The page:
3. Not controlling weeds. Weeds can be one of the biggest headaches for both the beginning and experienced gardener. It’s always easier to try and keep the weeds out then to get them out later. Weeds compete for nutrition and moisture, and take up valuable root space from our intended crop. Prevent them through the use of mulches that include pine straw, wheat straw, wood chips, newspaper or some type of landscape fabric. Weeds can also be kept at bay by the use of both pre- and post-emergent herbicides. Make sure you read the label on all chemicals to be sure you can use it on the vegetable type you are growing.

4. Improper fertilization. Nutrition is vitally important to all types of vegetables. Too much or too little nutrition can cause major problems in the garden. Too much fertilizer can cause excessive vegetative growth and few blooms or fruit.
It can also lead to an increase in your weed population. Too little fertilizer will make plants stunted and unable to produce a good crop. Start with a soil sample through your county extension office to determine the nutritional needs as well as the pH of the soil.
In general, most vegetables need fertilization at planting time and then not until they put out their first small fruit. Additional fertilizer may be needed on continuous producing items such as tomatoes, okra, peppers and others.

5. Water is the most essential component of a successful garden. Just like fertilizer, however, too little or too much can cause more harm than good.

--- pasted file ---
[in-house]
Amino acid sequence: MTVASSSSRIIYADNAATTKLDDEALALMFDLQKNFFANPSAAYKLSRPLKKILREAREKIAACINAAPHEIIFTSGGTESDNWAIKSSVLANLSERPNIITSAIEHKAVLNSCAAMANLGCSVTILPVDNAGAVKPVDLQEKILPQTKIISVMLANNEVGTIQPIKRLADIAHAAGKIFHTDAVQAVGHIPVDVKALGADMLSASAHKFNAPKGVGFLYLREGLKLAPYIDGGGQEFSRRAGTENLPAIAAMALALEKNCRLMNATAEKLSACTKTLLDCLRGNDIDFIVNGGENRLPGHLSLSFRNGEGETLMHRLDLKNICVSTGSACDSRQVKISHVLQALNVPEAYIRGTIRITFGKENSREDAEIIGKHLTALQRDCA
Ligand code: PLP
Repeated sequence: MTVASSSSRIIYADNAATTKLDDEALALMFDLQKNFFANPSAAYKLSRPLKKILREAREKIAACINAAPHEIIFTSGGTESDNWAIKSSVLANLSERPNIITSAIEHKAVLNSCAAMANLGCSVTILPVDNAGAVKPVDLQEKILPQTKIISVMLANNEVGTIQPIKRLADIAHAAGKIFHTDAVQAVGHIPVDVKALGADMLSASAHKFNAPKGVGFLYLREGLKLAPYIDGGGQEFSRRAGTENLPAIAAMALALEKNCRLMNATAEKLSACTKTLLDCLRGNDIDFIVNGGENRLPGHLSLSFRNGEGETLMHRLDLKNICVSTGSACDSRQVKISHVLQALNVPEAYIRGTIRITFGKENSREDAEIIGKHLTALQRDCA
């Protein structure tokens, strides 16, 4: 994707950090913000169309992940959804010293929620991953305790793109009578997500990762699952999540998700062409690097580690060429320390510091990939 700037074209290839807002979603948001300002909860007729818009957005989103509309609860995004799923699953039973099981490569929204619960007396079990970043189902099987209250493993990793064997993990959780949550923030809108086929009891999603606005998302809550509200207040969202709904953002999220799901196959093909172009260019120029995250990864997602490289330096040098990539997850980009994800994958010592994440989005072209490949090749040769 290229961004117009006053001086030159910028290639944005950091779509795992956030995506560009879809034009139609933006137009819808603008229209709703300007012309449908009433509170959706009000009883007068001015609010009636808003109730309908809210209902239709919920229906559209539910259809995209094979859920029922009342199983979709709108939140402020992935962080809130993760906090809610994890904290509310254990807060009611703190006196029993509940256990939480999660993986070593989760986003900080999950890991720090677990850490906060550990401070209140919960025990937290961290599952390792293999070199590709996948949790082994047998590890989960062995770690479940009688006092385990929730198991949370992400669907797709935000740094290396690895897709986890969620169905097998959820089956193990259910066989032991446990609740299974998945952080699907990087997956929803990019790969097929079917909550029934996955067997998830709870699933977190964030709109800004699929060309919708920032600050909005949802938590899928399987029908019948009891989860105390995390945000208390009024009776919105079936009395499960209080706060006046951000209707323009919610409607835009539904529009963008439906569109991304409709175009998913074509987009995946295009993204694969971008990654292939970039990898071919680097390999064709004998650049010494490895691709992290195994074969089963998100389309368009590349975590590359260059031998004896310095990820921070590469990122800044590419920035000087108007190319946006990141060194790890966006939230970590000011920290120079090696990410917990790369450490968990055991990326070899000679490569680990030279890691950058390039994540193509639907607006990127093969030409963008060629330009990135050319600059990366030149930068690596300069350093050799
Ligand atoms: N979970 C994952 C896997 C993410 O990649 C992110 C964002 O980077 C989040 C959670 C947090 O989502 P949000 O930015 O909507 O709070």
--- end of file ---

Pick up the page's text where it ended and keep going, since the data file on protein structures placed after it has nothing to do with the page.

Most vegetables need between 1 to 2 inches of water a week to thrive. Frequency depends on the soil type and the amount of supplemental rainfall we receive. It’s far healthier for the plants and much more efficient to irrigate with either soaker hoses or drip irrigation. Overhead watering does work, but can lead to foliar diseases and also wastes a lot of water wetting non-target areas.

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15 responses to “My First Garden – My First Garden Was A Failure

  1. I’m really enjoying these tips, thank you! This is my first year with a small (tiny) amount of land, rather than just pots.and I’ve probably committed the first mistake of planting too early, especially considering that I’m based in the chilly UK!

    Liked by 1 person

  2. I’ve been doing it for 30 years and still probably a failure! It’s only the taste of those freshly gug vegetables that keeps us going

    Liked by 1 person

  3. Hello! I am a new gardener and found this to be helpful. Thanks for the tips! I’m a new follower too. 🙂

    Liked by 1 person

  4. off topic here – I asked the owner of a red Japanese maple if he thought it would survive in my south Florida heat – but he didn’t know? So here I am, do you happen to know?

    Liked by 1 person

  5. I had to chuckle at this one: Avoid excessive walking and working in the garden when foliage and soil are wet.
    I may never be able to set foot in my garden again if this weather doesn’t smarten up. 😉

    Liked by 1 person